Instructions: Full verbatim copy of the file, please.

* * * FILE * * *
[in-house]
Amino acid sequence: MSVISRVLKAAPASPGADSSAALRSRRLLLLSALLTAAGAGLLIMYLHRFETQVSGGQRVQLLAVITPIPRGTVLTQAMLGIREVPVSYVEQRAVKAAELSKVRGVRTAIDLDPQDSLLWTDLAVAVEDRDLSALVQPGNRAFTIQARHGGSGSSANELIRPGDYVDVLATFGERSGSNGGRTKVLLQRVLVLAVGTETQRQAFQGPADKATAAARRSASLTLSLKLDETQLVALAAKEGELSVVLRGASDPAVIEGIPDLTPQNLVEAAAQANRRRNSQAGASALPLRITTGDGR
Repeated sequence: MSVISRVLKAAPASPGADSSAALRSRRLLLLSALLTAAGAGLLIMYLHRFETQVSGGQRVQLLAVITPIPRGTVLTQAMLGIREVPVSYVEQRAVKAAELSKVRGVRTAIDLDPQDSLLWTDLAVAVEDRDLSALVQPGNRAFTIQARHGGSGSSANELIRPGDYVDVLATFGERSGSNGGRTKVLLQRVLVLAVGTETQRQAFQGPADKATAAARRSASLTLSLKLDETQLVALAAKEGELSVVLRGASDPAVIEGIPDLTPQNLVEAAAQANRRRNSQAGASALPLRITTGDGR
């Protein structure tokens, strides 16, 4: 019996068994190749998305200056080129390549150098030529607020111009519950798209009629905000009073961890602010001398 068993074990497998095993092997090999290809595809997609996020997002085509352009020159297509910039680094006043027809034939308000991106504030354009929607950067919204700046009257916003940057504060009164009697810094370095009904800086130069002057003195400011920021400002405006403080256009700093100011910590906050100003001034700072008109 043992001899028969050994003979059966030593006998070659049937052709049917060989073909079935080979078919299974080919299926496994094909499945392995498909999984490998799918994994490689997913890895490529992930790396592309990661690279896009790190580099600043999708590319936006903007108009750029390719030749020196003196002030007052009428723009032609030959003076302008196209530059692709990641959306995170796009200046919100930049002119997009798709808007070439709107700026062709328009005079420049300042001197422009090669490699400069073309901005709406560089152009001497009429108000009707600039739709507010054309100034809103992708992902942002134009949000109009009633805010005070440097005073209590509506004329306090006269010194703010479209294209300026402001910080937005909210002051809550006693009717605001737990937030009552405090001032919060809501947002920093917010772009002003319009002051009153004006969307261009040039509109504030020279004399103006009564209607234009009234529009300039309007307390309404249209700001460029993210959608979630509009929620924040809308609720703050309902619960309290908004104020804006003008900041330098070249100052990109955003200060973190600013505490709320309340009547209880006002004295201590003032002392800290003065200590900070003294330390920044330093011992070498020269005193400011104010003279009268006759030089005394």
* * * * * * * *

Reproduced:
[in-house]
Amino acid sequence: MSVISRVLKAAPASPGADSSAALRSRRLLLLSALLTAAGAGLLIMYLHRFETQVSGGQRVQLLAVITPIPRGTVLTQAMLGIREVPVSYVEQRAVKAAELSKVRGVRTAIDLDPQDSLLWTDLAVAVEDRDLSALVQPGNRAFTIQARHGGSGSSANELIRPGDYVDVLATFGERSGSNGGRTKVLLQRVLVLAVGTETQRQAFQGPADKATAAARRSASLTLSLKLDETQLVALAAKEGELSVVLRGASDPAVIEGIPDLTPQNLVEAAAQANRRRNSQAGASALPLRITTGDGR
Repeated sequence: MSVISRVLKAAPASPGADSSAALRSRRLLLLSALLTAAGAGLLIMYLHRFETQVSGGQRVQLLAVITPIPRGTVLTQAMLGIREVPVSYVEQRAVKAAELSKVRGVRTAIDLDPQDSLLWTDLAVAVEDRDLSALVQPGNRAFTIQARHGGSGSSANELIRPGDYVDVLATFGERSGSNGGRTKVLLQRVLVLAVGTETQRQAFQGPADKATAAARRSASLTLSLKLDETQLVALAAKEGELSVVLRGASDPAVIEGIPDLTPQNLVEAAAQANRRRNSQAGASALPLRITTGDGR
């Protein structure tokens, strides 16, 4: 019996068994190749998305200056080129390549150098030529607020111009519950798209009629905000009073961890602010001398 068993074990497998095993092997090999290809595809997609996020997002085509352009020159297509910039680094006043027809034939308000991106504030354009929607950067919204700046009257916003940057504060009164009697810094370095009904800086130069002057003195400011920021400002405006403080256009700093100011910590906050100003001034700072008109 043992001899028969050994003979059966030593006998070659049937052709049917060989073909079935080979078919299974080919299926496994094909499945392995498909999984490998799918994994490689997913890895490529992930790396592309990661690279896009790190580099600043999708590319936006903007108009750029390719030749020196003196002030007052009428723009032609030959003076302008196209530059692709990641959306995170796009200046919100930049002119997009798709808007070439709107700026062709328009005079420049300042001197422009090669490699400069073309901005709406560089152009001497009429108000009707600039739709507010054309100034809103992708992902942002134009949000109009009633805010005070440097005073209590509506004329306090006269010194703010479209294209300026402001910080937005909210002051809550006693009717605001737990937030009552405090001032919060809501947002920093917010772009002003319009002051009153004006969307261009040039509109504030020279004399103006009564209607234009009234529009300039309007307390309404249209700001460029993210959608979630509009929620924040809308609720703050309902619960309290908004104020804006003008900041330098070249100052990109955003200060973190600013505490709320309340009547209880006002004295201590003032002392800290003065200590900070003294330390920044330093011992070498020269005193400011104010003279009268006759030089005394």